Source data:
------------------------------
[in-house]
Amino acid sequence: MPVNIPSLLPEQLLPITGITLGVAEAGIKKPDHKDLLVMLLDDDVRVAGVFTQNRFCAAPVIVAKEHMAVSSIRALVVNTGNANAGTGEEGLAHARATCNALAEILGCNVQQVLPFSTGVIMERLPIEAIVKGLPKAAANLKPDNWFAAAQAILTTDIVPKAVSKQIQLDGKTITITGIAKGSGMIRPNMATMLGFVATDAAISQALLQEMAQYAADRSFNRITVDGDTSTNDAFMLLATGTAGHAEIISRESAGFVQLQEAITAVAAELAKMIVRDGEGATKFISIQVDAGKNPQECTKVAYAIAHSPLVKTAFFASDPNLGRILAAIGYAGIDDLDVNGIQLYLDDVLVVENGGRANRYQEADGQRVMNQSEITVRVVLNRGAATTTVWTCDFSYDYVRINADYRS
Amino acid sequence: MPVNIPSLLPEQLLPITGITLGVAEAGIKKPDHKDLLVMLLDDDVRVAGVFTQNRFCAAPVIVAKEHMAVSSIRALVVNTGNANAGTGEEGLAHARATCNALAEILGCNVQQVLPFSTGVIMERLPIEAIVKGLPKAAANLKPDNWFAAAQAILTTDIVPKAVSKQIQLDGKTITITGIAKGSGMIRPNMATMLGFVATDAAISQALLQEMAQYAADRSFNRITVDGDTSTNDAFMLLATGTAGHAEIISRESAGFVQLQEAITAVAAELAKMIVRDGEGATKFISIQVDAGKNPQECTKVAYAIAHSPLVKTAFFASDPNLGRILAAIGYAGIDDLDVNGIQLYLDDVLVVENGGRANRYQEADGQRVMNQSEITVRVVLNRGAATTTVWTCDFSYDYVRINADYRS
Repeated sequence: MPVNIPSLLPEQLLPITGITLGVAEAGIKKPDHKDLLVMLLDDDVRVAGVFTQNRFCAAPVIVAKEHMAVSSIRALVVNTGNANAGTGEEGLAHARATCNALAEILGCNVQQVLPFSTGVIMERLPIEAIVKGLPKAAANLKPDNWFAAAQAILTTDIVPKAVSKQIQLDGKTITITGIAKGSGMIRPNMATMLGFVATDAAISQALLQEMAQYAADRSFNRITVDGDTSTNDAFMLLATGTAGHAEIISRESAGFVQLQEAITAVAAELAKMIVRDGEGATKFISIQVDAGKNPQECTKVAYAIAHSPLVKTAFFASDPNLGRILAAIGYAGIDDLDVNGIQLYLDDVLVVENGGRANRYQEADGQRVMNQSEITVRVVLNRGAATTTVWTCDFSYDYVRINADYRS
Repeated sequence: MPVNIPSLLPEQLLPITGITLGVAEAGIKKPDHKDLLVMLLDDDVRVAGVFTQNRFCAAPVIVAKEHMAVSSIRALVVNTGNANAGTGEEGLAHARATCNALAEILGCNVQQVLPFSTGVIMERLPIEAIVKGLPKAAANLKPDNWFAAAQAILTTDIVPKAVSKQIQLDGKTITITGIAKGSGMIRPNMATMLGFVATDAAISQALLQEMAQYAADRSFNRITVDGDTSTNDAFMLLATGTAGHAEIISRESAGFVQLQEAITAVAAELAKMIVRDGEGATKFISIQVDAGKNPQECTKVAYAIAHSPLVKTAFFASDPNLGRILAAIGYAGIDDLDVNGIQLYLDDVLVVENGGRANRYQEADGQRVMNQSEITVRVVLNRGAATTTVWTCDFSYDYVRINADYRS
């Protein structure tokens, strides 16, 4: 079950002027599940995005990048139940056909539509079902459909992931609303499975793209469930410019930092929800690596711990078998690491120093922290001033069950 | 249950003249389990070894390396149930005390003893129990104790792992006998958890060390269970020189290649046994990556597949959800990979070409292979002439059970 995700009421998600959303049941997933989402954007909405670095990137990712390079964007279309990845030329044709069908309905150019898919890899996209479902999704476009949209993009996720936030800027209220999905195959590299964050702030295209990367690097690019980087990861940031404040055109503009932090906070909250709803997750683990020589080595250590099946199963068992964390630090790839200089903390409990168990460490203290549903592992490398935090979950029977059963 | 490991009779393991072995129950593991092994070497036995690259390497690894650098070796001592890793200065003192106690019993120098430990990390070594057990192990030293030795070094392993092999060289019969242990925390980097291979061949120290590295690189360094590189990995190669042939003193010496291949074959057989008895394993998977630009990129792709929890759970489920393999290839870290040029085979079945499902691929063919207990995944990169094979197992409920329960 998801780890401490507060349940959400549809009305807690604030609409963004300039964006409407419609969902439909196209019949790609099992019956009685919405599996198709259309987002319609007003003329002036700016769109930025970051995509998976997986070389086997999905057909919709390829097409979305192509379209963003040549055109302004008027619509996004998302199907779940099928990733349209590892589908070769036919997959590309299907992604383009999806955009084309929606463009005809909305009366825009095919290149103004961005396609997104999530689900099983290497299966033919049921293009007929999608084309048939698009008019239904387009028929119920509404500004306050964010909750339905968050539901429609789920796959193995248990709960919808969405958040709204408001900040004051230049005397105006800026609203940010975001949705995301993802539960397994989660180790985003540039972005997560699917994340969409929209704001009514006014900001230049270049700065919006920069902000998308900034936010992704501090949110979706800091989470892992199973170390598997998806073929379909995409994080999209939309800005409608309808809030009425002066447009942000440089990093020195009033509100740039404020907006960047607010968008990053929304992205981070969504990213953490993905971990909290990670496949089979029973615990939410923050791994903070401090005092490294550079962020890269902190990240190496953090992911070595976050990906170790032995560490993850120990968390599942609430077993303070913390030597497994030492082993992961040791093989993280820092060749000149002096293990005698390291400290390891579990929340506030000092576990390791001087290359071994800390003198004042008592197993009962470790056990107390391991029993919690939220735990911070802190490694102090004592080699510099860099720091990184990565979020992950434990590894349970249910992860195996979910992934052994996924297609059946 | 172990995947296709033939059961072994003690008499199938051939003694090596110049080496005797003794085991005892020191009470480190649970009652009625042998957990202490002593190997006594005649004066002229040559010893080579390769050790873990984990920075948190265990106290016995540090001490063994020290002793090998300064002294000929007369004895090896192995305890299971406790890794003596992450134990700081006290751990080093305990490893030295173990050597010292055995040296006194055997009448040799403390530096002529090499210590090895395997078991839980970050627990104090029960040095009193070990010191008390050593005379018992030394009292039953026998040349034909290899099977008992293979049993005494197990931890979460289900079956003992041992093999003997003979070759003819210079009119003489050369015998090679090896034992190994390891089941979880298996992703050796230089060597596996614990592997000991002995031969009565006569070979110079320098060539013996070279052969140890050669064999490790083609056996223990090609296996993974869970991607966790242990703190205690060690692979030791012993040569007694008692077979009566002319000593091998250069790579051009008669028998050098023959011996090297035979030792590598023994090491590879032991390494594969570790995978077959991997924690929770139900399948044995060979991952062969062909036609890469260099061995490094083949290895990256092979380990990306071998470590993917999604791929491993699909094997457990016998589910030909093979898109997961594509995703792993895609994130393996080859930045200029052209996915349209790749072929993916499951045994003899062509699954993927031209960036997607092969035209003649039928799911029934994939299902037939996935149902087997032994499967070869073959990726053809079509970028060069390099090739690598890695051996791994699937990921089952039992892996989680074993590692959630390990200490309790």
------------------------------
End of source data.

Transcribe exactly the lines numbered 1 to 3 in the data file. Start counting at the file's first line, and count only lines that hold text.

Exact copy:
[in-house]
Amino acid sequence: MPVNIPSLLPEQLLPITGITLGVAEAGIKKPDHKDLLVMLLDDDVRVAGVFTQNRFCAAPVIVAKEHMAVSSIRALVVNTGNANAGTGEEGLAHARATCNALAEILGCNVQQVLPFSTGVIMERLPIEAIVKGLPKAAANLKPDNWFAAAQAILTTDIVPKAVSKQIQLDGKTITITGIAKGSGMIRPNMATMLGFVATDAAISQALLQEMAQYAADRSFNRITVDGDTSTNDAFMLLATGTAGHAEIISRESAGFVQLQEAITAVAAELAKMIVRDGEGATKFISIQVDAGKNPQECTKVAYAIAHSPLVKTAFFASDPNLGRILAAIGYAGIDDLDVNGIQLYLDDVLVVENGGRANRYQEADGQRVMNQSEITVRVVLNRGAATTTVWTCDFSYDYVRINADYRS
Amino acid sequence: MPVNIPSLLPEQLLPITGITLGVAEAGIKKPDHKDLLVMLLDDDVRVAGVFTQNRFCAAPVIVAKEHMAVSSIRALVVNTGNANAGTGEEGLAHARATCNALAEILGCNVQQVLPFSTGVIMERLPIEAIVKGLPKAAANLKPDNWFAAAQAILTTDIVPKAVSKQIQLDGKTITITGIAKGSGMIRPNMATMLGFVATDAAISQALLQEMAQYAADRSFNRITVDGDTSTNDAFMLLATGTAGHAEIISRESAGFVQLQEAITAVAAELAKMIVRDGEGATKFISIQVDAGKNPQECTKVAYAIAHSPLVKTAFFASDPNLGRILAAIGYAGIDDLDVNGIQLYLDDVLVVENGGRANRYQEADGQRVMNQSEITVRVVLNRGAATTTVWTCDFSYDYVRINADYRS